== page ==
Is Now a Good Time to Buy?

January 29, 2024


A home purchase is among the largest financial transactions you will make in your life, and is not a decision to be made lightly. But how do you know it’s the right time to buy? It depends.

Discussing homebuying with a real estate professional.

Your financial situation will dictate how much home you can afford, your interest rate and your negotiating power. That said, there are economic signs you can follow to get a snapshot of how current market conditions are impacting home prices, mortgage rates and housing supply.

Freddie Mac releases monthly economic outlooks in which our economists offer analysis of the current housing market and expectations for the months to come. Based on these outlooks, we’ve collected all you need to know about current market conditions and how to best prepare yourself for homeownership.

Current Market Conditions

Home Prices

Freddie’s Forecast: Home prices are likely to increase in 2024, but at a slower pace than 2023.

Why It’s Important: Home values tend to rise over time, which is why homebuying is considered a safe investment. It’s also one way to build wealth.

In the second half of 2023, home prices grew faster than earlier in the year. This was due to a continued lack of housing supply along with existing homeowners’ unwillingness to sell, because their mortgage rates are lower than current market rates.

In 2024, Freddie Mac predicts the economy will slow and only small improvements to housing supply and mortgage rates. Because of this, we predict home prices will increase in 2024, but at only half the speed of 2023.

Mortgage Rates

Freddie’s Forecast: Mortgage rates are likely to decline steadily across 2024 but remain in the 6% to 7% range.

Why It’s Important: Lenders set your mortgage rate based on several factors, including current market rates. Small differences in rates can make a big difference in your payments, which is why it’s important to watch mortgage rates closely.

Mortgage rates reached a two-decade high in October 2023, but rates have steadily declined since then. We expect rates to decline further this year but remain in the 6% range, which should be welcome news for some homebuyers.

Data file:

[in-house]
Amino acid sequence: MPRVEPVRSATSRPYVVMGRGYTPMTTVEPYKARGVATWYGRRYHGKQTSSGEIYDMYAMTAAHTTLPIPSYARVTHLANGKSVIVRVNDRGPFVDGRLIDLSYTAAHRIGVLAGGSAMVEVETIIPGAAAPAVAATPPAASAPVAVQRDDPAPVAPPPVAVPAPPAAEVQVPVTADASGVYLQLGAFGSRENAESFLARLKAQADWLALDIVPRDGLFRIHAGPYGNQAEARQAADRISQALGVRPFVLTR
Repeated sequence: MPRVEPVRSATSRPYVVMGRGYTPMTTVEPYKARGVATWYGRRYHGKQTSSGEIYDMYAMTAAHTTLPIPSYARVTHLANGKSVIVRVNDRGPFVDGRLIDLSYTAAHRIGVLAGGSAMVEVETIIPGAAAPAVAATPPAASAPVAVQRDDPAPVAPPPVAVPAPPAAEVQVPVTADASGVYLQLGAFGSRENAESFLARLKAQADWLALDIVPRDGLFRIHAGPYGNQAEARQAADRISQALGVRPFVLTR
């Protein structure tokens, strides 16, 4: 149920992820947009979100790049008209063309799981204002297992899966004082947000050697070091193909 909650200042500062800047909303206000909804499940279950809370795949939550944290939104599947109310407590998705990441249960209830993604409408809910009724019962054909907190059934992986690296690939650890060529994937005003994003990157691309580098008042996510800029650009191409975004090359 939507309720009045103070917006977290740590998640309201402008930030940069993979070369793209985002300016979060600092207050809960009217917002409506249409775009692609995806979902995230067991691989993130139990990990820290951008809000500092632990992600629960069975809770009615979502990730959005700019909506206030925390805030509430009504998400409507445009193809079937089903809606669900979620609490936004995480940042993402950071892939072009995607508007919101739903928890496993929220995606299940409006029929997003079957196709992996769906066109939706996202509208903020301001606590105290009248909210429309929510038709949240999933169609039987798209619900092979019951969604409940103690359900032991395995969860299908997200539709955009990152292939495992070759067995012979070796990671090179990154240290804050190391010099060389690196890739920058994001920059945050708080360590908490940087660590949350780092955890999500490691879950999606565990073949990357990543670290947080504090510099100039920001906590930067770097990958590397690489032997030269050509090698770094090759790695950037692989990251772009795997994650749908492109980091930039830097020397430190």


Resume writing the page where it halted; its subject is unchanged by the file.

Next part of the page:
Housing Supply

Freddie’s Forecast: Housing supply will remain an issue until more housing is built or mortgage rates decrease further.

Why It’s Important: Demand for housing is primarily driven by home prices and mortgage rates. But the reverse can be true, too: demand can also affect home prices. Typically, when more people are trying to buy homes than there are homes to buy, prices tend to rise.

And although the total monthly supply of homes, which includes new and existing homes, increased to its highest level since January 2023, the current supply still reflects a seller’s market. Until more homes enter the market — whether newly built or put up for sale — a supply-demand imbalance remains.

Is Now a Good Time to Buy?

The Verdict: Yes, but things may get better.

What to Know: Current market conditions reflect a thawing of what has been a frozen housing market. In 2024, the pace of home price growth is likely to slow, and mortgage rates are down from their recent peak and likely to remain relatively stable. The overall housing supply remains an issue though. Until rates decrease and more current owners are incentivized to put their homes for sale, there may not be enough supply to fully melt the freeze.

How to  Prepare for Homeownership

There are several steps you can take to make sure you are ready for successful and sustainable homeownership when the time is right for you.

  1. Start by understanding how much home you can afford. To get a rough estimate, most lenders suggest you spend no more than 28% of your monthly income — before taxes — on your mortgage payment. You can also multiply your annual gross income — the income you earn before taxes and other deductions — by 2.5. Ultimately, what you can afford will vary based on current interest rates, your debt and your credit history.
  2. Next, consider setting a savings goal for your eventual down payment. It’s a myth that lenders require you to put down 20% of the purchase price as a down payment.  Some loan products require as little as 3% down. You should know, however, that the less money you put down the larger your monthly payment will be.
  3. Finally, start to put together your homebuying team. Surrounding yourself with experienced, trusted professionals will help you make informed decisions and avoid common mistakes during the homebuying process. Teams are typically made up of a housing counselor, real estate agent and lender, and each plays a different role in helping you find a home.